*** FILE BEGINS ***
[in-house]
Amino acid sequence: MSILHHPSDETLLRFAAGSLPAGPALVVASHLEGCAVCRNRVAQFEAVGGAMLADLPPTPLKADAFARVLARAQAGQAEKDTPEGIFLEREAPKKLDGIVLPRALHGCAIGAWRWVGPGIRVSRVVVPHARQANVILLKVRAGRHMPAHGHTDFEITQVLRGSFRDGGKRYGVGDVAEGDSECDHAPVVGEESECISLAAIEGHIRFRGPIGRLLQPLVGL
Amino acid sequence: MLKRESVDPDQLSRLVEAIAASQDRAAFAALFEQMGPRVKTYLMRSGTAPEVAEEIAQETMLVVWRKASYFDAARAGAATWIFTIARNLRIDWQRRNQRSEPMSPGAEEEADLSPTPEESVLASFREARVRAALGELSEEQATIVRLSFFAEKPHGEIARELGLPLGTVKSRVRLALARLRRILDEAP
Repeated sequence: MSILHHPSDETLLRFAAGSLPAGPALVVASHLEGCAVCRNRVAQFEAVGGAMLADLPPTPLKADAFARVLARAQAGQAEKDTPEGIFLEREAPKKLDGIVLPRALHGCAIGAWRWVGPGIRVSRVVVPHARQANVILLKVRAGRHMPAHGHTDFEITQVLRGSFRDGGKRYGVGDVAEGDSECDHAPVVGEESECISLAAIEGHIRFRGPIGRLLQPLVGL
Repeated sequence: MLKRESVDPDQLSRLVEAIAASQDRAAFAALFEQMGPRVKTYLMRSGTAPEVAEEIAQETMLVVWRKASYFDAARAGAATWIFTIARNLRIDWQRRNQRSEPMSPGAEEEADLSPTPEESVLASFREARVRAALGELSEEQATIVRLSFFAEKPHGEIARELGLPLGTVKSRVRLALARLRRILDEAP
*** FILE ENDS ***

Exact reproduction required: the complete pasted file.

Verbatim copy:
[in-house]
Amino acid sequence: MSILHHPSDETLLRFAAGSLPAGPALVVASHLEGCAVCRNRVAQFEAVGGAMLADLPPTPLKADAFARVLARAQAGQAEKDTPEGIFLEREAPKKLDGIVLPRALHGCAIGAWRWVGPGIRVSRVVVPHARQANVILLKVRAGRHMPAHGHTDFEITQVLRGSFRDGGKRYGVGDVAEGDSECDHAPVVGEESECISLAAIEGHIRFRGPIGRLLQPLVGL
Amino acid sequence: MLKRESVDPDQLSRLVEAIAASQDRAAFAALFEQMGPRVKTYLMRSGTAPEVAEEIAQETMLVVWRKASYFDAARAGAATWIFTIARNLRIDWQRRNQRSEPMSPGAEEEADLSPTPEESVLASFREARVRAALGELSEEQATIVRLSFFAEKPHGEIARELGLPLGTVKSRVRLALARLRRILDEAP
Repeated sequence: MSILHHPSDETLLRFAAGSLPAGPALVVASHLEGCAVCRNRVAQFEAVGGAMLADLPPTPLKADAFARVLARAQAGQAEKDTPEGIFLEREAPKKLDGIVLPRALHGCAIGAWRWVGPGIRVSRVVVPHARQANVILLKVRAGRHMPAHGHTDFEITQVLRGSFRDGGKRYGVGDVAEGDSECDHAPVVGEESECISLAAIEGHIRFRGPIGRLLQPLVGL
Repeated sequence: MLKRESVDPDQLSRLVEAIAASQDRAAFAALFEQMGPRVKTYLMRSGTAPEVAEEIAQETMLVVWRKASYFDAARAGAATWIFTIARNLRIDWQRRNQRSEPMSPGAEEEADLSPTPEESVLASFREARVRAALGELSEEQATIVRLSFFAEKPHGEIARELGLPLGTVKSRVRLALARLRRILDEAP